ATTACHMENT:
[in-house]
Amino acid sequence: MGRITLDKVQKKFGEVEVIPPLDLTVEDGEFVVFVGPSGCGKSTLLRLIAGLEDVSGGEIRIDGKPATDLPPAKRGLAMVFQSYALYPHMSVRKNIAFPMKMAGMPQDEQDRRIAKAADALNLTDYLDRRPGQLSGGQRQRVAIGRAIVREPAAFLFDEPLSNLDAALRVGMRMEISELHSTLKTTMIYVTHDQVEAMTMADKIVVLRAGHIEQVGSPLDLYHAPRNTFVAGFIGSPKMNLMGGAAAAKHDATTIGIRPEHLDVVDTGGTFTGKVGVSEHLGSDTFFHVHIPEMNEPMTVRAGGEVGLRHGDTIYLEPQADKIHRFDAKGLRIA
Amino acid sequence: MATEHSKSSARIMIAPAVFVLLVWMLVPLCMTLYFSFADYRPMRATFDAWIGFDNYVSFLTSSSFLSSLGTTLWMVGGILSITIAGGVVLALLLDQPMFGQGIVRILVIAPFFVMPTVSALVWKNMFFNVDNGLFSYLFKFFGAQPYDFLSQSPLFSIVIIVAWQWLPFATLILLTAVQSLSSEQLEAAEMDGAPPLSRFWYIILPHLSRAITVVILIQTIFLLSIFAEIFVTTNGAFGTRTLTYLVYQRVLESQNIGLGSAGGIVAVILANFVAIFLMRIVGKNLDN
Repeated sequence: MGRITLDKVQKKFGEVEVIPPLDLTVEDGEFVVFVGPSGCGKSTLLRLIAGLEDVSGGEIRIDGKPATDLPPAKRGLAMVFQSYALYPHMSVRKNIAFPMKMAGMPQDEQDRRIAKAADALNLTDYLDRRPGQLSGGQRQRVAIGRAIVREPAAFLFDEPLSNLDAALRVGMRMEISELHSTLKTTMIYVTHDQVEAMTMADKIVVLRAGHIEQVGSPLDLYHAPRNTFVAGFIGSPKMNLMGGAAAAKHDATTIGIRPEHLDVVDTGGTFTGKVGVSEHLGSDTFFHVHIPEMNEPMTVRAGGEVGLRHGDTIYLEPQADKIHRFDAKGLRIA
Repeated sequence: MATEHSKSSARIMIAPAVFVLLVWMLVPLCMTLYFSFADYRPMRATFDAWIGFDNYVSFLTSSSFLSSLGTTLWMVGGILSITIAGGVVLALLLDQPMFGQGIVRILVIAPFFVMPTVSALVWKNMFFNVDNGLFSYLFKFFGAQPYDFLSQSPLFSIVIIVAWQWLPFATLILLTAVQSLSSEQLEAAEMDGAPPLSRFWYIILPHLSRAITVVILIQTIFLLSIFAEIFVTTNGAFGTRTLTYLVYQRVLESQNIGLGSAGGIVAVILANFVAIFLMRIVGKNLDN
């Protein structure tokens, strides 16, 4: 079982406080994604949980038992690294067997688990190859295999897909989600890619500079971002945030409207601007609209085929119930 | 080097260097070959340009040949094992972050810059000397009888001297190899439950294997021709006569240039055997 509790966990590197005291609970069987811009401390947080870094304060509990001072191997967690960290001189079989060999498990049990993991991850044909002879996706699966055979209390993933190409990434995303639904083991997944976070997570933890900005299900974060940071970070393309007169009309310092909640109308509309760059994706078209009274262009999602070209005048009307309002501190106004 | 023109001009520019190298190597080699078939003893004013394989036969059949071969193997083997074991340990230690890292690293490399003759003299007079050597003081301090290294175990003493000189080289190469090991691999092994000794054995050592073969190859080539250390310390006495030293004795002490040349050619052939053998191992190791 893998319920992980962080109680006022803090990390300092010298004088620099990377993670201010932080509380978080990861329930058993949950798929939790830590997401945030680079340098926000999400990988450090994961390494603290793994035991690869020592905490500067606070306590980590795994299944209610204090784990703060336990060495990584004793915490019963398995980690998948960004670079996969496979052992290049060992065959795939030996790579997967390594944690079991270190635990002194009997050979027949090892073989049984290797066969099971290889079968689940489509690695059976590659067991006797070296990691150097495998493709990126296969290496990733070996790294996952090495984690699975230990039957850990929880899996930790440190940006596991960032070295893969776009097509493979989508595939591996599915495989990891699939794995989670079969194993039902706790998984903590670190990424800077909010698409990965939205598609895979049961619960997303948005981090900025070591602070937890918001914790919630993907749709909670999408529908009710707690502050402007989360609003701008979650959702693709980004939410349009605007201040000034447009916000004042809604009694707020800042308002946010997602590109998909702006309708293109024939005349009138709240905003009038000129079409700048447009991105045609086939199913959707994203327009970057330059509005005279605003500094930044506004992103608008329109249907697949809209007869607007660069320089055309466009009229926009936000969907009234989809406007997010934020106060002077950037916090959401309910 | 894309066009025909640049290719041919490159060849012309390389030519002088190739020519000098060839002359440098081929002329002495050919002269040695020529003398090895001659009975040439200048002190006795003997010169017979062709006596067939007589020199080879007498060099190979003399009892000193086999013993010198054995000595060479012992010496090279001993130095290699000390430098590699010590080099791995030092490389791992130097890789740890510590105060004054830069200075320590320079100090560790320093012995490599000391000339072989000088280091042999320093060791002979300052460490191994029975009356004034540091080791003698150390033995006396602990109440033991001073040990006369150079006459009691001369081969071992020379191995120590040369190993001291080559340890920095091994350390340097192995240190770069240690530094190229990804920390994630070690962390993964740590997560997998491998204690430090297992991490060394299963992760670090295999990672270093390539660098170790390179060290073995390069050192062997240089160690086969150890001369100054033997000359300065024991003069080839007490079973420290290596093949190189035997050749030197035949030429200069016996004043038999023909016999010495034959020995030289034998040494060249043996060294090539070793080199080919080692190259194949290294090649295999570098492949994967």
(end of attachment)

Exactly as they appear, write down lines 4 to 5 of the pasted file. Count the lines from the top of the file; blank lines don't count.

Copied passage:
Repeated sequence: MGRITLDKVQKKFGEVEVIPPLDLTVEDGEFVVFVGPSGCGKSTLLRLIAGLEDVSGGEIRIDGKPATDLPPAKRGLAMVFQSYALYPHMSVRKNIAFPMKMAGMPQDEQDRRIAKAADALNLTDYLDRRPGQLSGGQRQRVAIGRAIVREPAAFLFDEPLSNLDAALRVGMRMEISELHSTLKTTMIYVTHDQVEAMTMADKIVVLRAGHIEQVGSPLDLYHAPRNTFVAGFIGSPKMNLMGGAAAAKHDATTIGIRPEHLDVVDTGGTFTGKVGVSEHLGSDTFFHVHIPEMNEPMTVRAGGEVGLRHGDTIYLEPQADKIHRFDAKGLRIA
Repeated sequence: MATEHSKSSARIMIAPAVFVLLVWMLVPLCMTLYFSFADYRPMRATFDAWIGFDNYVSFLTSSSFLSSLGTTLWMVGGILSITIAGGVVLALLLDQPMFGQGIVRILVIAPFFVMPTVSALVWKNMFFNVDNGLFSYLFKFFGAQPYDFLSQSPLFSIVIIVAWQWLPFATLILLTAVQSLSSEQLEAAEMDGAPPLSRFWYIILPHLSRAITVVILIQTIFLLSIFAEIFVTTNGAFGTRTLTYLVYQRVLESQNIGLGSAGGIVAVILANFVAIFLMRIVGKNLDN